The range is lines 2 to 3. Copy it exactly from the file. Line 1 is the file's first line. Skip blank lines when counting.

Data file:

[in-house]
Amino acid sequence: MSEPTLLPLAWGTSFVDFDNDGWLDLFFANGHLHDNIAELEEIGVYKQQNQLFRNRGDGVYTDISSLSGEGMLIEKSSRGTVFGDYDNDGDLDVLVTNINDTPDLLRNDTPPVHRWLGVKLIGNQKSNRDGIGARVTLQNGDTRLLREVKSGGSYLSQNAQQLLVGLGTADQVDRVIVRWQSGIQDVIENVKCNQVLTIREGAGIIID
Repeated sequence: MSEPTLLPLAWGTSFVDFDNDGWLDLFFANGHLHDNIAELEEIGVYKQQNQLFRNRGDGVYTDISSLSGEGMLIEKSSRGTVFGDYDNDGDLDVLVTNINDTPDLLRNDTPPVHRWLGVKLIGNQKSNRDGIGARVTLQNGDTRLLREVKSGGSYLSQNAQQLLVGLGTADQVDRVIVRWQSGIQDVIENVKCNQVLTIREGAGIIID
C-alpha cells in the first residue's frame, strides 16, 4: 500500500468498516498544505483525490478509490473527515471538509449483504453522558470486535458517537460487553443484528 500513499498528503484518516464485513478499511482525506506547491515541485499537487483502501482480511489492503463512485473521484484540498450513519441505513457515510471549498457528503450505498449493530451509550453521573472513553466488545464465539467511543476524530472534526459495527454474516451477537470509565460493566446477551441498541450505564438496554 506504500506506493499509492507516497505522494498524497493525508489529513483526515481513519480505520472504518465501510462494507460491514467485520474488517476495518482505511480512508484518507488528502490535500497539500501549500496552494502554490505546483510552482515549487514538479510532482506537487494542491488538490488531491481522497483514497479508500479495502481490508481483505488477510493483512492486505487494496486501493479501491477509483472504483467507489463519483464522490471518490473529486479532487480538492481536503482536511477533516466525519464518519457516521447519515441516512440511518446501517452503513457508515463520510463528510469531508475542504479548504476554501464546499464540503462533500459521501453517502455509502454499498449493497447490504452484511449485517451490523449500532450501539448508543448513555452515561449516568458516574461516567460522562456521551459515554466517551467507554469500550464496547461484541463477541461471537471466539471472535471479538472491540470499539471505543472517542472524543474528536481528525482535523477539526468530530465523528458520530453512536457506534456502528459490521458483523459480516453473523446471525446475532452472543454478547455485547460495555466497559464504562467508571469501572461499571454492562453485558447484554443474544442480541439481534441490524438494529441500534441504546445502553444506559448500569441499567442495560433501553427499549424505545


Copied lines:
Amino acid sequence: MSEPTLLPLAWGTSFVDFDNDGWLDLFFANGHLHDNIAELEEIGVYKQQNQLFRNRGDGVYTDISSLSGEGMLIEKSSRGTVFGDYDNDGDLDVLVTNINDTPDLLRNDTPPVHRWLGVKLIGNQKSNRDGIGARVTLQNGDTRLLREVKSGGSYLSQNAQQLLVGLGTADQVDRVIVRWQSGIQDVIENVKCNQVLTIREGAGIIID
Repeated sequence: MSEPTLLPLAWGTSFVDFDNDGWLDLFFANGHLHDNIAELEEIGVYKQQNQLFRNRGDGVYTDISSLSGEGMLIEKSSRGTVFGDYDNDGDLDVLVTNINDTPDLLRNDTPPVHRWLGVKLIGNQKSNRDGIGARVTLQNGDTRLLREVKSGGSYLSQNAQQLLVGLGTADQVDRVIVRWQSGIQDVIENVKCNQVLTIREGAGIIID